After 36 years with Best Buy, the company he founded, Richard Schulze has stepped down from his chairman position earlier than expected, reports CNN. Schulze, who owns a 20.1 percent stake in the struggling electronics retailer, said he plans to consider what to do with his shares.
“I continue to believe in Best Buy and its future — and care deeply about its customers, employees and shareholders,” he said in a statement. “There is an urgent need for Best Buy to reinvigorate growth by reconnecting with today’s customers and building pathways to the next generation of consumers.”
Schulze had originally planned to rescind his chairmanship on June 21, and stay on as director through June of next year, a decision he made after news surfaced that he was aware that Best Buy CEO Brian Dunn was having a relationship with another company employee. Dunn resigned in April.
Following the revelation of Dunn’s relationship, Best Buy said Dunn had “violated company policy by engaging in an extremely close personal relationship with a female employee that negatively impacted the work environment,” and “demonstrated extremely poor judgment and a lack of professionalism,” but did not use company funds inappropriately. Best Buy also said that Schulze had “acted inappropriately” by failing to reveal what he knew about Dunn’s relationship.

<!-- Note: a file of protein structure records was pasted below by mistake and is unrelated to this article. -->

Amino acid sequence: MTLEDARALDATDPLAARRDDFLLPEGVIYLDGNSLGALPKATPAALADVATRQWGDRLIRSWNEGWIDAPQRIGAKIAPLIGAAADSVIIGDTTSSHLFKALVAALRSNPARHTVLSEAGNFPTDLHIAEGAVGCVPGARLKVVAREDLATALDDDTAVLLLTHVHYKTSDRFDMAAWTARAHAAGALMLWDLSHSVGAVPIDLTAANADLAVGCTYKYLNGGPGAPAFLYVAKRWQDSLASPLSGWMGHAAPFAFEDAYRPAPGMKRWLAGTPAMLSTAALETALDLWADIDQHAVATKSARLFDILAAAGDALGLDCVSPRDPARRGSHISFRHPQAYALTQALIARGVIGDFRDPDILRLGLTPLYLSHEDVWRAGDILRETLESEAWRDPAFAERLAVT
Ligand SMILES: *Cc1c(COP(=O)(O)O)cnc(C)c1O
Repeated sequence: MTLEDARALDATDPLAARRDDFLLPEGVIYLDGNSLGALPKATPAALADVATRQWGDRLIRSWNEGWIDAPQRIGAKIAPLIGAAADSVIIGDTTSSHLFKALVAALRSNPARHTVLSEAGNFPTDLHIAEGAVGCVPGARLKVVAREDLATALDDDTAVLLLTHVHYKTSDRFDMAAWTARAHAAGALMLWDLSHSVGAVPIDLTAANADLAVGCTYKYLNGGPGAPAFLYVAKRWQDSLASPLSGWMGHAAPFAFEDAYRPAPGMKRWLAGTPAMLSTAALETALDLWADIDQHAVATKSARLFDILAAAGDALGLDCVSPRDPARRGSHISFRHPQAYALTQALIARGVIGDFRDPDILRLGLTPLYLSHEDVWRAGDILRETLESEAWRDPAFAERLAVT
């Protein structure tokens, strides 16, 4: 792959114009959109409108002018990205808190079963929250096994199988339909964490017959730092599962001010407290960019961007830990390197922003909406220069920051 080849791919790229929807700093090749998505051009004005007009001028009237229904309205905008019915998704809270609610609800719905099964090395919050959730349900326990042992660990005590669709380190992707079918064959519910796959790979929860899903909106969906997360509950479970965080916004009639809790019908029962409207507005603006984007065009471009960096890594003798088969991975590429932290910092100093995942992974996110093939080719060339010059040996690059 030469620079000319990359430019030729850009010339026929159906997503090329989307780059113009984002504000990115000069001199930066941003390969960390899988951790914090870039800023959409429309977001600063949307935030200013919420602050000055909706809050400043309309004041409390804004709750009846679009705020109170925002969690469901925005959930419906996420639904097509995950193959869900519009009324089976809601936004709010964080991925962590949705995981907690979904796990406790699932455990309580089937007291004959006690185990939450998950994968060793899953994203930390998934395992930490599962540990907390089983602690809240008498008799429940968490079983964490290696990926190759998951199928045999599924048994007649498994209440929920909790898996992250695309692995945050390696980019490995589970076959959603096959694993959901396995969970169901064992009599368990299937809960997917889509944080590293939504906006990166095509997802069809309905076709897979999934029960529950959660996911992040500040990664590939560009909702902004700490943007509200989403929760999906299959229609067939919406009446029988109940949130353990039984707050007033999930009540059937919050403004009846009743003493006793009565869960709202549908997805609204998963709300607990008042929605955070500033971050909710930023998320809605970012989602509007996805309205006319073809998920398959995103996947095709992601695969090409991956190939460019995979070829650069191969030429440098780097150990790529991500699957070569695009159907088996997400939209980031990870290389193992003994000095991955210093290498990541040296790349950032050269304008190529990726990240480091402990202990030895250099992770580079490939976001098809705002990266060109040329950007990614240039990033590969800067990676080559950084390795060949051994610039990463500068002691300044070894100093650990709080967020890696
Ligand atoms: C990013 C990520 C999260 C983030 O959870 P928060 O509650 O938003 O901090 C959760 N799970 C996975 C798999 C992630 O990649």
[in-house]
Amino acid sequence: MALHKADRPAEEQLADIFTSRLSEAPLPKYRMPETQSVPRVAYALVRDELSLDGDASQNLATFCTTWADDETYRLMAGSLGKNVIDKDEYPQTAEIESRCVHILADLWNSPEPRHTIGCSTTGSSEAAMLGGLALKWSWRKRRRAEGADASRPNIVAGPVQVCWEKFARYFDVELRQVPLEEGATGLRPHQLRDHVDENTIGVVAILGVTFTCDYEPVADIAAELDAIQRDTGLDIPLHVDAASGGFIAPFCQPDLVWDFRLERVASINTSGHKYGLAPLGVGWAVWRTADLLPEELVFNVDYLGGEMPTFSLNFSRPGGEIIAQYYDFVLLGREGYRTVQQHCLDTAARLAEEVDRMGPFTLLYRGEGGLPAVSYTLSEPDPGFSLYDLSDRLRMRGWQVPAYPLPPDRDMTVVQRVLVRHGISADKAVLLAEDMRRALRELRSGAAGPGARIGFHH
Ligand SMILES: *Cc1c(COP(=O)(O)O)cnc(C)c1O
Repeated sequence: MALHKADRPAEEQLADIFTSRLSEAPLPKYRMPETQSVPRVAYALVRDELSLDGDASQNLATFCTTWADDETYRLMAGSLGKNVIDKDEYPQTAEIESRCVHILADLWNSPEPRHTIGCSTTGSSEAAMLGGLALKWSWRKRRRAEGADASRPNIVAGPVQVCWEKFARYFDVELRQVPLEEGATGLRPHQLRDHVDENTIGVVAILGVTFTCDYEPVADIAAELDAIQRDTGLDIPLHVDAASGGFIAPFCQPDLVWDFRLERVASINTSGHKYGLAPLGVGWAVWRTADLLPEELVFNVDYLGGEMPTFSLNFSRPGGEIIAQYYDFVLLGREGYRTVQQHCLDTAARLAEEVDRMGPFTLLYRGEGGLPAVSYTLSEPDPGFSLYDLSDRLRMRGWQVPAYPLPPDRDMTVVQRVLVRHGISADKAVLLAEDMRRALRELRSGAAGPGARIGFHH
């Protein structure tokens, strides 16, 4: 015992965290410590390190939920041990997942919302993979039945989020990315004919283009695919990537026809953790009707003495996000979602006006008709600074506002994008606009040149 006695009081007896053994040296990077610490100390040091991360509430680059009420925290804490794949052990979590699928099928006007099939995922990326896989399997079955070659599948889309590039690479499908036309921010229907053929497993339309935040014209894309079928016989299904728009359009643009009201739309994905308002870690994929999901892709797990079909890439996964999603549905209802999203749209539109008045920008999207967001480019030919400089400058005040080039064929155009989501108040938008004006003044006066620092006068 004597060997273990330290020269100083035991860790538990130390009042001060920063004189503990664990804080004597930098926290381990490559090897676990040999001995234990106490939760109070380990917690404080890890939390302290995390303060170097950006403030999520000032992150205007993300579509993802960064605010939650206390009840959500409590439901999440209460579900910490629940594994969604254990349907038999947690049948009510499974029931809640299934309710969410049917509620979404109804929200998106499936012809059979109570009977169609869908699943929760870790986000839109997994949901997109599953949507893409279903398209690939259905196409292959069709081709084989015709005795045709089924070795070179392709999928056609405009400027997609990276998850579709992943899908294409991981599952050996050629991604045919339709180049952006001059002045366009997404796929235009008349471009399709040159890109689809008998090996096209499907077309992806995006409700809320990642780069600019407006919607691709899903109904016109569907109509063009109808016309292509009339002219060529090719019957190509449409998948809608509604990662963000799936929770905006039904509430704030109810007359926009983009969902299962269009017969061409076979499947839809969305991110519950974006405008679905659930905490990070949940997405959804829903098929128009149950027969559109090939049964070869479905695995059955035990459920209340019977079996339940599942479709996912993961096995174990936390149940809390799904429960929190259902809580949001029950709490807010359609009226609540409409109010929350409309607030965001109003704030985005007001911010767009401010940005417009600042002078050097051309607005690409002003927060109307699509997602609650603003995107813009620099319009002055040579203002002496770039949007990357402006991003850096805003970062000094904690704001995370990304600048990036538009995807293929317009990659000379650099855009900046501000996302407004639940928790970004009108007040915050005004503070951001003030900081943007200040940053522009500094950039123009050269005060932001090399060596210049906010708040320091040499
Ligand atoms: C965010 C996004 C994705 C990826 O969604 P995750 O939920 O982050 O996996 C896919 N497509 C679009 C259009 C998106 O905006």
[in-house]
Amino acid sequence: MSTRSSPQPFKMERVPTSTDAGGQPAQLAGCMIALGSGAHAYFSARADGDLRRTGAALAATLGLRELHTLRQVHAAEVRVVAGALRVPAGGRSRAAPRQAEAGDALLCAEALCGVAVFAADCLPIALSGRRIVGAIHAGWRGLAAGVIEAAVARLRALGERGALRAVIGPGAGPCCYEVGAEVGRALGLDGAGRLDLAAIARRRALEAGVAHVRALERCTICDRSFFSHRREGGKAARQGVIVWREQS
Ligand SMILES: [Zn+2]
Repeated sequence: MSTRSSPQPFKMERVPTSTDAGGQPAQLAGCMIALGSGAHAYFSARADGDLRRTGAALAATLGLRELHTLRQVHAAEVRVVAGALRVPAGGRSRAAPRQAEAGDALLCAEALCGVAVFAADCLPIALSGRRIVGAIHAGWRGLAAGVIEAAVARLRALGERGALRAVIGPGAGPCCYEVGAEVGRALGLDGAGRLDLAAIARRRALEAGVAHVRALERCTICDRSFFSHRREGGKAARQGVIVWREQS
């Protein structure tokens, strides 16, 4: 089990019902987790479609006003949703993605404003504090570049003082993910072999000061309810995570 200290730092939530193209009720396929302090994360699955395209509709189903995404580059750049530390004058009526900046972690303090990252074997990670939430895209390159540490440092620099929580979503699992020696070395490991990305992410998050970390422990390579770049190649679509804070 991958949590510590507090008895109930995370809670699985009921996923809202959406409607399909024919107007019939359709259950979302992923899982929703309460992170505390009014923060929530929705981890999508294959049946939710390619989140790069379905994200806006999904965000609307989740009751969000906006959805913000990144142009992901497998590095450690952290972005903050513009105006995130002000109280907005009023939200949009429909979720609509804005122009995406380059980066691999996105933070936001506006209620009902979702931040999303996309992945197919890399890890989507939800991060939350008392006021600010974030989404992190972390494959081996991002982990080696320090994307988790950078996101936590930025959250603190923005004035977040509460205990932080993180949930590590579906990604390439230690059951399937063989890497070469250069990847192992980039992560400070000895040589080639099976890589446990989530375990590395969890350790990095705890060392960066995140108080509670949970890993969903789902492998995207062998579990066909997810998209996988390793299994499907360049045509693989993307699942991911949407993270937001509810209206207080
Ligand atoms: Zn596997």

The Dunn scandal hit Best Buy at a weak moment. The company announced in late March that it plans to close down 50 of its “big box” stores, and open 100 mobile-only stores, which would stock only small items, with a focus on smartphones and other mobile devices. Once all 50 stores are shuttered, Best Buy will have 42 remaining big box outlets across the U.S.
Best Buy’s board of directors has named Hatim A. Tyabji, former chairman of the Best Buy audit committee and a member of the board since 1998, to replace Schulze as chairman.